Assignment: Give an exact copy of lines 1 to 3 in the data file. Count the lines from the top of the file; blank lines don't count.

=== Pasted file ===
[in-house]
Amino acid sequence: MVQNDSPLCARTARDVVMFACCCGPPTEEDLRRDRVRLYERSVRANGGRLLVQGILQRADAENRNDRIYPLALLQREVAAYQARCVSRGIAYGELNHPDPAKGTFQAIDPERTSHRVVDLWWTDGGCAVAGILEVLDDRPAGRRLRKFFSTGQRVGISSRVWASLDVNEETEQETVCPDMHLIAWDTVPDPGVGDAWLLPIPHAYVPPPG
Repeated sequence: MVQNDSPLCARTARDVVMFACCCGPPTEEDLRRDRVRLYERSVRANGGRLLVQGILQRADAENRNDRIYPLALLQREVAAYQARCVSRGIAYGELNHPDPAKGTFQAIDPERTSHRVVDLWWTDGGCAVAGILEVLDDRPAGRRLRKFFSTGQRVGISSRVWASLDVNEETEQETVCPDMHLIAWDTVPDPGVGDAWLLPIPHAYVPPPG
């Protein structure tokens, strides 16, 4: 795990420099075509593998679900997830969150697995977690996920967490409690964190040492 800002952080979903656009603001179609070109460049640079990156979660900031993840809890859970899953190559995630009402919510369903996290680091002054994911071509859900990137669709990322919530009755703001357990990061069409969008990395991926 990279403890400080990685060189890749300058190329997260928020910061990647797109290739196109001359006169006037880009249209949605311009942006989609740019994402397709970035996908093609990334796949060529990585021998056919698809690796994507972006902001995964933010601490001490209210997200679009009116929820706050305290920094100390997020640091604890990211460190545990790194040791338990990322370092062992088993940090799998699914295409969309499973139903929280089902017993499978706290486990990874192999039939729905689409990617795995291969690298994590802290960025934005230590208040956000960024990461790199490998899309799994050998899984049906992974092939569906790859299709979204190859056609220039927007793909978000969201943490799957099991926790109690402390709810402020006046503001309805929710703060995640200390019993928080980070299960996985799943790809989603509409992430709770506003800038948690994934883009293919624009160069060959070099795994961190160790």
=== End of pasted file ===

[in-house]
Amino acid sequence: MVQNDSPLCARTARDVVMFACCCGPPTEEDLRRDRVRLYERSVRANGGRLLVQGILQRADAENRNDRIYPLALLQREVAAYQARCVSRGIAYGELNHPDPAKGTFQAIDPERTSHRVVDLWWTDGGCAVAGILEVLDDRPAGRRLRKFFSTGQRVGISSRVWASLDVNEETEQETVCPDMHLIAWDTVPDPGVGDAWLLPIPHAYVPPPG
Repeated sequence: MVQNDSPLCARTARDVVMFACCCGPPTEEDLRRDRVRLYERSVRANGGRLLVQGILQRADAENRNDRIYPLALLQREVAAYQARCVSRGIAYGELNHPDPAKGTFQAIDPERTSHRVVDLWWTDGGCAVAGILEVLDDRPAGRRLRKFFSTGQRVGISSRVWASLDVNEETEQETVCPDMHLIAWDTVPDPGVGDAWLLPIPHAYVPPPG